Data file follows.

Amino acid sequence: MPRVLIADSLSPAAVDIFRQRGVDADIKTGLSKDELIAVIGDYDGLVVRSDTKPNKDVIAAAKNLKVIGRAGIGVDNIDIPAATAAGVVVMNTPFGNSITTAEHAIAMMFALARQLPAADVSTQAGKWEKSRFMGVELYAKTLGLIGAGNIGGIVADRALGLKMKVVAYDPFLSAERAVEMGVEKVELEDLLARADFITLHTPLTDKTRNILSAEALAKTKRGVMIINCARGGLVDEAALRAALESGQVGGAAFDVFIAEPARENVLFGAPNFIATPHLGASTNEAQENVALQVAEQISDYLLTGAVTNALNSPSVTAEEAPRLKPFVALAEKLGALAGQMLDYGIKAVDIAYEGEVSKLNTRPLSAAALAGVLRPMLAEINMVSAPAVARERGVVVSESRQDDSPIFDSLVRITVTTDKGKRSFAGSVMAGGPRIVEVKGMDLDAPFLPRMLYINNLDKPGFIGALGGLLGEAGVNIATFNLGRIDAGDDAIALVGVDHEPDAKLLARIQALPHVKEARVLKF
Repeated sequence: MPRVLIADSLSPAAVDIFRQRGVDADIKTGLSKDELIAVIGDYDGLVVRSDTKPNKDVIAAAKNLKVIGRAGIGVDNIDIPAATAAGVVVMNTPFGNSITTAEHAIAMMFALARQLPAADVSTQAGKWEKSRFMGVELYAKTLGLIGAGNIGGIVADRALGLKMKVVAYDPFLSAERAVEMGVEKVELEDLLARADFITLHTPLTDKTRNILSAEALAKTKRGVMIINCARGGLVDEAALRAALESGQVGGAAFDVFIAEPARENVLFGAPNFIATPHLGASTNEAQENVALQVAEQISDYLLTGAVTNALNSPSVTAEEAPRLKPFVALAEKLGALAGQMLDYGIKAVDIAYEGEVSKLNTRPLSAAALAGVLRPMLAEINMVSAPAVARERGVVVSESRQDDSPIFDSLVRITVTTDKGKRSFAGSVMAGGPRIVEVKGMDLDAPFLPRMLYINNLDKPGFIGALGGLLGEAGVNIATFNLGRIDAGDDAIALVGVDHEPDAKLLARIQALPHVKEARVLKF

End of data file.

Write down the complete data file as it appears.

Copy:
Amino acid sequence: MPRVLIADSLSPAAVDIFRQRGVDADIKTGLSKDELIAVIGDYDGLVVRSDTKPNKDVIAAAKNLKVIGRAGIGVDNIDIPAATAAGVVVMNTPFGNSITTAEHAIAMMFALARQLPAADVSTQAGKWEKSRFMGVELYAKTLGLIGAGNIGGIVADRALGLKMKVVAYDPFLSAERAVEMGVEKVELEDLLARADFITLHTPLTDKTRNILSAEALAKTKRGVMIINCARGGLVDEAALRAALESGQVGGAAFDVFIAEPARENVLFGAPNFIATPHLGASTNEAQENVALQVAEQISDYLLTGAVTNALNSPSVTAEEAPRLKPFVALAEKLGALAGQMLDYGIKAVDIAYEGEVSKLNTRPLSAAALAGVLRPMLAEINMVSAPAVARERGVVVSESRQDDSPIFDSLVRITVTTDKGKRSFAGSVMAGGPRIVEVKGMDLDAPFLPRMLYINNLDKPGFIGALGGLLGEAGVNIATFNLGRIDAGDDAIALVGVDHEPDAKLLARIQALPHVKEARVLKF
Repeated sequence: MPRVLIADSLSPAAVDIFRQRGVDADIKTGLSKDELIAVIGDYDGLVVRSDTKPNKDVIAAAKNLKVIGRAGIGVDNIDIPAATAAGVVVMNTPFGNSITTAEHAIAMMFALARQLPAADVSTQAGKWEKSRFMGVELYAKTLGLIGAGNIGGIVADRALGLKMKVVAYDPFLSAERAVEMGVEKVELEDLLARADFITLHTPLTDKTRNILSAEALAKTKRGVMIINCARGGLVDEAALRAALESGQVGGAAFDVFIAEPARENVLFGAPNFIATPHLGASTNEAQENVALQVAEQISDYLLTGAVTNALNSPSVTAEEAPRLKPFVALAEKLGALAGQMLDYGIKAVDIAYEGEVSKLNTRPLSAAALAGVLRPMLAEINMVSAPAVARERGVVVSESRQDDSPIFDSLVRITVTTDKGKRSFAGSVMAGGPRIVEVKGMDLDAPFLPRMLYINNLDKPGFIGALGGLLGEAGVNIATFNLGRIDAGDDAIALVGVDHEPDAKLLARIQALPHVKEARVLKF